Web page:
Though the spoken lyrics that kick off Braille on "Detroit Girl" might have some listeners expecting Shawn Mullins' "Lullaby," the track is actually much closer to early Beck -- just check the clap- and singalong that concludes the song. But Calliope is really psychedelic, galactic folk when it comes down to it, and they prove it with meandering acoustic guitars and lyrics that are slightly out of this world. "Love=Energy" would be a better choice to start the album. Andy Dryer sings, "why don't robots rule the Earth/why don't the apes just take it back?/I'll hide with the Sasquatch in a cave/when the UFOs attack." This mellow and quirky dream pop is much more original than "Detroit Girl" and better characterizes the band. And Calliope is a truly unique band -- songs like "Bumblebee" and "Peppercorn," where the group is at their best, alternate between jazzy guitar, horns, and vibes, and all-out space rock. "Newscast" pulls out all the stops, carrying the band into the realms of post-rock and trippy IDM. The record ends with "Take My Body Home," a mesmerizing slowcore tune with beats reminiscent of the Icelandic band Múm -- it's a song that illustrates Calliope's greatest strength: combining influences such as jazz, indie rock, electronica, post rock, and shoegazer into something new and exciting.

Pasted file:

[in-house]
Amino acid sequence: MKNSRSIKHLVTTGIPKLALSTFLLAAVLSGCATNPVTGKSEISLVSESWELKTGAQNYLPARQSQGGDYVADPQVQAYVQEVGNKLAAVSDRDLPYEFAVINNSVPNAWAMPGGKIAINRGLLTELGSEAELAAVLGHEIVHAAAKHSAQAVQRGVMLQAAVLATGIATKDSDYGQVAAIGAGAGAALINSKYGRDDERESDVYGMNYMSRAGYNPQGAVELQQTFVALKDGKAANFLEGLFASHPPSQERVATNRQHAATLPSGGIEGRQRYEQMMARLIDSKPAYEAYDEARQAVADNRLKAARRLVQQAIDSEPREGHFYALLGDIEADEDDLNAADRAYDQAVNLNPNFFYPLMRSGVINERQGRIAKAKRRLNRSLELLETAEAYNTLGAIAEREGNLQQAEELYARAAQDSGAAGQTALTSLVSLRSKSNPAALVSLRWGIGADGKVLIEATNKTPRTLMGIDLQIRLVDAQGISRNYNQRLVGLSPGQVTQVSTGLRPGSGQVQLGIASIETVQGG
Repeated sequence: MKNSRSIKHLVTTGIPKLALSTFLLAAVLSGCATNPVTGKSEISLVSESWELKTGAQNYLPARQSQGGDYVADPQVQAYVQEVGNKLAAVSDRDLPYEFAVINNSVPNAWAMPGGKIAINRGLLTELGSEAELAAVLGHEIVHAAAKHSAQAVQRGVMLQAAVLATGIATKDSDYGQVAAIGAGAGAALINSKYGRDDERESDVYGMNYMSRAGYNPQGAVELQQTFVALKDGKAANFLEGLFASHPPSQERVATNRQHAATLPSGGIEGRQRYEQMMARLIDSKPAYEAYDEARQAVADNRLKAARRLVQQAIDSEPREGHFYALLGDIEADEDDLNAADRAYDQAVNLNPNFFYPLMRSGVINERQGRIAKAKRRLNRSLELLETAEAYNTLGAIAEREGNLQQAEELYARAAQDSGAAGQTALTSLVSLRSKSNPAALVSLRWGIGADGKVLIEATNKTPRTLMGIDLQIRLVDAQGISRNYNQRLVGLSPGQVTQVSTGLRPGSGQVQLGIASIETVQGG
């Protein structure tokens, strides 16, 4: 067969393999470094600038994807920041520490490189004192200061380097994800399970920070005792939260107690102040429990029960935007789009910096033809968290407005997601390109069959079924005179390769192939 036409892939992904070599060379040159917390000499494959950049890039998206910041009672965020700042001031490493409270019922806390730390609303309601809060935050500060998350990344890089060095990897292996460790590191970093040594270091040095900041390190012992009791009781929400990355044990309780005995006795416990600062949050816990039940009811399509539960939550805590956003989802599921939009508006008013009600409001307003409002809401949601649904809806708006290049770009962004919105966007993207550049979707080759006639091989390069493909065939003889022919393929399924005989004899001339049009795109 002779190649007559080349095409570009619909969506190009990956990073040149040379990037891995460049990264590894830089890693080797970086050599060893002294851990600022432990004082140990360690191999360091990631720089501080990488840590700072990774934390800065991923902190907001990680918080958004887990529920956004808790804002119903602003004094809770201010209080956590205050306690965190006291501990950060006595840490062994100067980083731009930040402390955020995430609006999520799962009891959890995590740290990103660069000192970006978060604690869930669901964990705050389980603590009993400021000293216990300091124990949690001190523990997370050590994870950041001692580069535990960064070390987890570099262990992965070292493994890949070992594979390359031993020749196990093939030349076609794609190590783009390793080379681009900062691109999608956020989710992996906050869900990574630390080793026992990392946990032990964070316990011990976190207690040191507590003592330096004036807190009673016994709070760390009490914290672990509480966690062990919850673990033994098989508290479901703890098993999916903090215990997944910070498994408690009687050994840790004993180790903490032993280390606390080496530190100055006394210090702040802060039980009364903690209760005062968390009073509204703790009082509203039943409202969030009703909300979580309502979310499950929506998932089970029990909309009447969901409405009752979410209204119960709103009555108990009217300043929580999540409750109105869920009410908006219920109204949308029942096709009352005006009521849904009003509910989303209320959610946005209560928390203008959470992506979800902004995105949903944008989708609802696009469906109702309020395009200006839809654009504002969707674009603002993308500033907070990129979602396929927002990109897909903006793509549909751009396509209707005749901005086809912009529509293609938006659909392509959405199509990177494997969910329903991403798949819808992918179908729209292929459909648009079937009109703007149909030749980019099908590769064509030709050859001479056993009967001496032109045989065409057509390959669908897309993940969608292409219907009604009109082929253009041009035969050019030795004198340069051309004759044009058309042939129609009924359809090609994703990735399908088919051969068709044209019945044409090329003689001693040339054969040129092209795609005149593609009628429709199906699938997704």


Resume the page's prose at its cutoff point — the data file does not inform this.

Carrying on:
by Charles Spano